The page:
In 2008 they relocated to Gothenburg, Sweden for a ten day stint to work with famed producer Chips K (The Nomads, Sator) on their third opus Cheap Tequila. Bassist Mark Oak replaced Roby Nobody adding a boost to their vocal layering. The crafted tunes showed the team of Silver and Gardini hitting their stride as songwriters. More color and texture including Hammond, piano, harp, violin and saxophone flushing their sound with sophisticated arrangements. The leap forward was measurable, specifically in the rhythm section as Savanas and Oak powered the machine from the belly of the beast. Sonic drums locked down a fat groove with a thumping bass that’s one part funk and another rhythm and blues. Suddenly “Listen To The Rock” and “Let Me Be Your Man” were hits on YouTube and the band moved to headline status.

Frogstock in the lush countryside Riolo Terme was the perfect place to check out the gritty foursome on a big stage with pro lighting. Though Jethro Tull was the main attraction, Go Down Records had their own night and featured Les Bondage, Electric 69 and banner act Small Jackets. Les Bondage is an adrenaline charged four-piece cut from the same cloth as the Fuzztones and New York Dolls with a bit of surf tossed in. Solid and tasteful, their set had just enough reckless edge to make them prime CBGB’s material. Electric 69 rock with a swagger that echoes Long Island legends The Good Rats in their prime. Maybe it’s lead singer Maury Wood’s bearded face or the way he tosses his head back and triumphantly raises his guitar, but the sheer confidence of this band is well beyond their years.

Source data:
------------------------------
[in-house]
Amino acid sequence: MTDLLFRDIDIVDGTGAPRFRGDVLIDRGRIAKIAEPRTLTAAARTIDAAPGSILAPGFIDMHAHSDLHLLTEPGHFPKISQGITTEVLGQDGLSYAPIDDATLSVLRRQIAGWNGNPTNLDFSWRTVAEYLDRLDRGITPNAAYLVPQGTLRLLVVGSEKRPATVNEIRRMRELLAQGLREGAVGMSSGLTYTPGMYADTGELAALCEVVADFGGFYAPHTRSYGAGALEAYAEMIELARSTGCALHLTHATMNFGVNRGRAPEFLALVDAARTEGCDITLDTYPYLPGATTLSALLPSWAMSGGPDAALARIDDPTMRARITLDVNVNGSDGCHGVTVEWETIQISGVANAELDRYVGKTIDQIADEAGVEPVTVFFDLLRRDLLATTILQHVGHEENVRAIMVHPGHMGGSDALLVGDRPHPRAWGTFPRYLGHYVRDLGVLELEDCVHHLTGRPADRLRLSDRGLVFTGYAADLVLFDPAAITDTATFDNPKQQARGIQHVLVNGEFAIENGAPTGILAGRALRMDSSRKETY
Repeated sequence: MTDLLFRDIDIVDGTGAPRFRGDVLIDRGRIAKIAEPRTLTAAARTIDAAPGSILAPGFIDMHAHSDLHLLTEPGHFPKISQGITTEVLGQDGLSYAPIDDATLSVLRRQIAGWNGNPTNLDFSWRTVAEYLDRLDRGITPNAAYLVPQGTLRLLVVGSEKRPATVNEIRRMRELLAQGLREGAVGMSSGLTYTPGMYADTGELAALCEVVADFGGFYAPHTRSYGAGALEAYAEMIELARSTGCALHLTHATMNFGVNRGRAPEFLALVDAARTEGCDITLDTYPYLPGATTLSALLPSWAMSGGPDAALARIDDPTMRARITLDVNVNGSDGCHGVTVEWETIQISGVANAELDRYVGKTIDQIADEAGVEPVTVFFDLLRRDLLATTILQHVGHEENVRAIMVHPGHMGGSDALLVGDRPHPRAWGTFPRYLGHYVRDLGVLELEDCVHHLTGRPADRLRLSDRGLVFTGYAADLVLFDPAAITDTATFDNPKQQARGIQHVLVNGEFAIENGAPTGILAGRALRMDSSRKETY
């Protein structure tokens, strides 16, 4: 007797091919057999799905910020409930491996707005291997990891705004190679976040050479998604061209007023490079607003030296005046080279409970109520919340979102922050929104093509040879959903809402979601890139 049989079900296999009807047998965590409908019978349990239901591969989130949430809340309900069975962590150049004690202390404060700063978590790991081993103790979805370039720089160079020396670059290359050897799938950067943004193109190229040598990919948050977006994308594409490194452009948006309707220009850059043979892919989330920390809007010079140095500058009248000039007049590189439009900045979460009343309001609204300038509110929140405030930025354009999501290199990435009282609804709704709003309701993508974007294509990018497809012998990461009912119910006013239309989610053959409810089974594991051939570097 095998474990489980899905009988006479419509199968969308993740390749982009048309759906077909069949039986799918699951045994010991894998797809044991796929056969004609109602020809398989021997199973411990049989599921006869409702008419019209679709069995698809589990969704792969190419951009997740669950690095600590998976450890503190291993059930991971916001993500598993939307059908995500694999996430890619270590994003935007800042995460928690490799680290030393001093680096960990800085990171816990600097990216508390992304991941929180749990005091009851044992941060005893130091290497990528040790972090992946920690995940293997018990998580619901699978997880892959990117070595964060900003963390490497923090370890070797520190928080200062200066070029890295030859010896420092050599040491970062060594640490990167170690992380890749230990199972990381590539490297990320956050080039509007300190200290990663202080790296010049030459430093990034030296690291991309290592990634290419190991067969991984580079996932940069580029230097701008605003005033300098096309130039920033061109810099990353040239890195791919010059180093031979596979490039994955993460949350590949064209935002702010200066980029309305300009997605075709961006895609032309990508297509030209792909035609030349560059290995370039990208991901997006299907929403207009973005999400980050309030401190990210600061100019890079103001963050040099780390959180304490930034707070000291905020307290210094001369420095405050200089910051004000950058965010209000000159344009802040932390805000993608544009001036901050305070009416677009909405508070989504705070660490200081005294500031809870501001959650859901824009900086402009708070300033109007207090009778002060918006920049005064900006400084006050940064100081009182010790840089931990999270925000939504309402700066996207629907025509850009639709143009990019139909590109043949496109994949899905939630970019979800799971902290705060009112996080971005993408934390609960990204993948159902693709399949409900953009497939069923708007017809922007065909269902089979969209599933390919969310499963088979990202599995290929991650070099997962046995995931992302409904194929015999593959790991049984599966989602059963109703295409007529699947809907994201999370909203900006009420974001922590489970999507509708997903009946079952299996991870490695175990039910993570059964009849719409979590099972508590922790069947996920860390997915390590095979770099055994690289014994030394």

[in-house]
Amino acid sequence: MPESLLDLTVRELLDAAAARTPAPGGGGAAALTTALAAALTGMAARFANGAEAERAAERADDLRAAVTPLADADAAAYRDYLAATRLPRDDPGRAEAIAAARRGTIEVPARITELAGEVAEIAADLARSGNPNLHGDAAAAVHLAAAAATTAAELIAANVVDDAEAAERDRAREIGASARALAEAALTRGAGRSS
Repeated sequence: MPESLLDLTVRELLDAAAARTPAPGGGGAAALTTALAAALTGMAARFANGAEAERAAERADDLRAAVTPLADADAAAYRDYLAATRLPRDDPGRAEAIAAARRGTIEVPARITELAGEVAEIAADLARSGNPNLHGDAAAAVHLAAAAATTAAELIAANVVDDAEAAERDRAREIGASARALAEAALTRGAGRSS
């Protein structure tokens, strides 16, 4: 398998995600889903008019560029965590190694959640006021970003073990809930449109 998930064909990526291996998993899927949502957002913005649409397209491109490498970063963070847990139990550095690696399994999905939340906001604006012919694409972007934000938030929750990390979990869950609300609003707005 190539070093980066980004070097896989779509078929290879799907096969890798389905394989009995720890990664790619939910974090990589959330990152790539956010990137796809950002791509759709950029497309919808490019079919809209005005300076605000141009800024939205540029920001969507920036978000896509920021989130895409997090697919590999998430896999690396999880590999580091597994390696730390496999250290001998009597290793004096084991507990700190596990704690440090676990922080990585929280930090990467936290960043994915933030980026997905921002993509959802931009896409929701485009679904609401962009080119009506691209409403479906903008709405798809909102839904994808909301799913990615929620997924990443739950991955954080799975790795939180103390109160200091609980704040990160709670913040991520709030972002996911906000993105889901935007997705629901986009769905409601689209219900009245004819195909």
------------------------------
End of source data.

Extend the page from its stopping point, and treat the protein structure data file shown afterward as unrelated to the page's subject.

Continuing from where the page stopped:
Small Jackets took the stage in a cloud of smoke and colored spotlights with a fine-tuned, leather-tight set that easily fills the vacancy left by the disbanded Hellacopters.  Silver and Gardini face off in a dynamic duel, cutting heads and igniting the midnight air with one memorable lick after another. As a frontman, the bandana-crowned Silver has a Mark Farner-like vocal style and Alvin Lee delivery that conjures up the early-seventies in a majestic renewal of taste and sophistication. With the lights glistening off his skull ring, Silver leaped into the crowd wailing away on his big red Gibson ES-335 hollow body. Gardini lives up to his pseudonym Eddy Current sending shards of electrifying riffs from his ‘70 SG through a stack of well-aged Marshalls that strike like blazing arrows. Musically schooled in his father’s record store, Gardini combines a lethal cocktail of Ronnie Montrose, Gary Rossington and Ted Nugent into his playing. Breathless and sweat-stained, the band closed their ninety-minute set like medieval warriors, a product of endless touring and tough work ethic.